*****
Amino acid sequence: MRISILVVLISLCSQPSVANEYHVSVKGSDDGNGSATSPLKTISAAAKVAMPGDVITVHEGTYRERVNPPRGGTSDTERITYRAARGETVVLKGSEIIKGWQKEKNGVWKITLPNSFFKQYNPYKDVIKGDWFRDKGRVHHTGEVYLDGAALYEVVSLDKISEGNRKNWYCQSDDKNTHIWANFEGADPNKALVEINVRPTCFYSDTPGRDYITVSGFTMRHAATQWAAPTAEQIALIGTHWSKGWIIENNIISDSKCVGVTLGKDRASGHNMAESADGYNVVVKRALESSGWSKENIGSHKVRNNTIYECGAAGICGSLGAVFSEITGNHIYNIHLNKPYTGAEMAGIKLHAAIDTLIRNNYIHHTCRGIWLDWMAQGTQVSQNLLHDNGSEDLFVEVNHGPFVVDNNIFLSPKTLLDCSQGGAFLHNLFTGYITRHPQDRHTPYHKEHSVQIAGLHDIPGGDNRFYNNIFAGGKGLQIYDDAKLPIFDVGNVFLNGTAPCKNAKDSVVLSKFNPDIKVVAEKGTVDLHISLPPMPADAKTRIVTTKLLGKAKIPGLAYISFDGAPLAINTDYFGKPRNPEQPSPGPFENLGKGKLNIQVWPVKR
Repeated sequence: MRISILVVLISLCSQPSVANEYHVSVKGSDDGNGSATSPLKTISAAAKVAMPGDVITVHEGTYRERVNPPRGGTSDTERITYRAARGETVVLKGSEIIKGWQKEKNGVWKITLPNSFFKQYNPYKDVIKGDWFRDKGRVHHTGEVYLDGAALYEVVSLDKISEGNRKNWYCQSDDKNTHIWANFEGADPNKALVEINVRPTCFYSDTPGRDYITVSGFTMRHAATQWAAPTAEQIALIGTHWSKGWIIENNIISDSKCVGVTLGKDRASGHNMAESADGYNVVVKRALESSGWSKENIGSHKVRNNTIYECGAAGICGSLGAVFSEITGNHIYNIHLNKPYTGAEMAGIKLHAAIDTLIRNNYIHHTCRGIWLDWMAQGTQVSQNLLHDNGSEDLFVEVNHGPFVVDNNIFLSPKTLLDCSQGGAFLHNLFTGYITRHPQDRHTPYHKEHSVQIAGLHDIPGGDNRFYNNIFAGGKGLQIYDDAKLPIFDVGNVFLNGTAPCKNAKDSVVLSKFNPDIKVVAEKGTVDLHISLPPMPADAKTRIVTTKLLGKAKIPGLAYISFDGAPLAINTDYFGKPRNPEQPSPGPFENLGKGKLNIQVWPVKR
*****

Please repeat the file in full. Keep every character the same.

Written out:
Amino acid sequence: MRISILVVLISLCSQPSVANEYHVSVKGSDDGNGSATSPLKTISAAAKVAMPGDVITVHEGTYRERVNPPRGGTSDTERITYRAARGETVVLKGSEIIKGWQKEKNGVWKITLPNSFFKQYNPYKDVIKGDWFRDKGRVHHTGEVYLDGAALYEVVSLDKISEGNRKNWYCQSDDKNTHIWANFEGADPNKALVEINVRPTCFYSDTPGRDYITVSGFTMRHAATQWAAPTAEQIALIGTHWSKGWIIENNIISDSKCVGVTLGKDRASGHNMAESADGYNVVVKRALESSGWSKENIGSHKVRNNTIYECGAAGICGSLGAVFSEITGNHIYNIHLNKPYTGAEMAGIKLHAAIDTLIRNNYIHHTCRGIWLDWMAQGTQVSQNLLHDNGSEDLFVEVNHGPFVVDNNIFLSPKTLLDCSQGGAFLHNLFTGYITRHPQDRHTPYHKEHSVQIAGLHDIPGGDNRFYNNIFAGGKGLQIYDDAKLPIFDVGNVFLNGTAPCKNAKDSVVLSKFNPDIKVVAEKGTVDLHISLPPMPADAKTRIVTTKLLGKAKIPGLAYISFDGAPLAINTDYFGKPRNPEQPSPGPFENLGKGKLNIQVWPVKR
Repeated sequence: MRISILVVLISLCSQPSVANEYHVSVKGSDDGNGSATSPLKTISAAAKVAMPGDVITVHEGTYRERVNPPRGGTSDTERITYRAARGETVVLKGSEIIKGWQKEKNGVWKITLPNSFFKQYNPYKDVIKGDWFRDKGRVHHTGEVYLDGAALYEVVSLDKISEGNRKNWYCQSDDKNTHIWANFEGADPNKALVEINVRPTCFYSDTPGRDYITVSGFTMRHAATQWAAPTAEQIALIGTHWSKGWIIENNIISDSKCVGVTLGKDRASGHNMAESADGYNVVVKRALESSGWSKENIGSHKVRNNTIYECGAAGICGSLGAVFSEITGNHIYNIHLNKPYTGAEMAGIKLHAAIDTLIRNNYIHHTCRGIWLDWMAQGTQVSQNLLHDNGSEDLFVEVNHGPFVVDNNIFLSPKTLLDCSQGGAFLHNLFTGYITRHPQDRHTPYHKEHSVQIAGLHDIPGGDNRFYNNIFAGGKGLQIYDDAKLPIFDVGNVFLNGTAPCKNAKDSVVLSKFNPDIKVVAEKGTVDLHISLPPMPADAKTRIVTTKLLGKAKIPGLAYISFDGAPLAINTDYFGKPRNPEQPSPGPFENLGKGKLNIQVWPVKR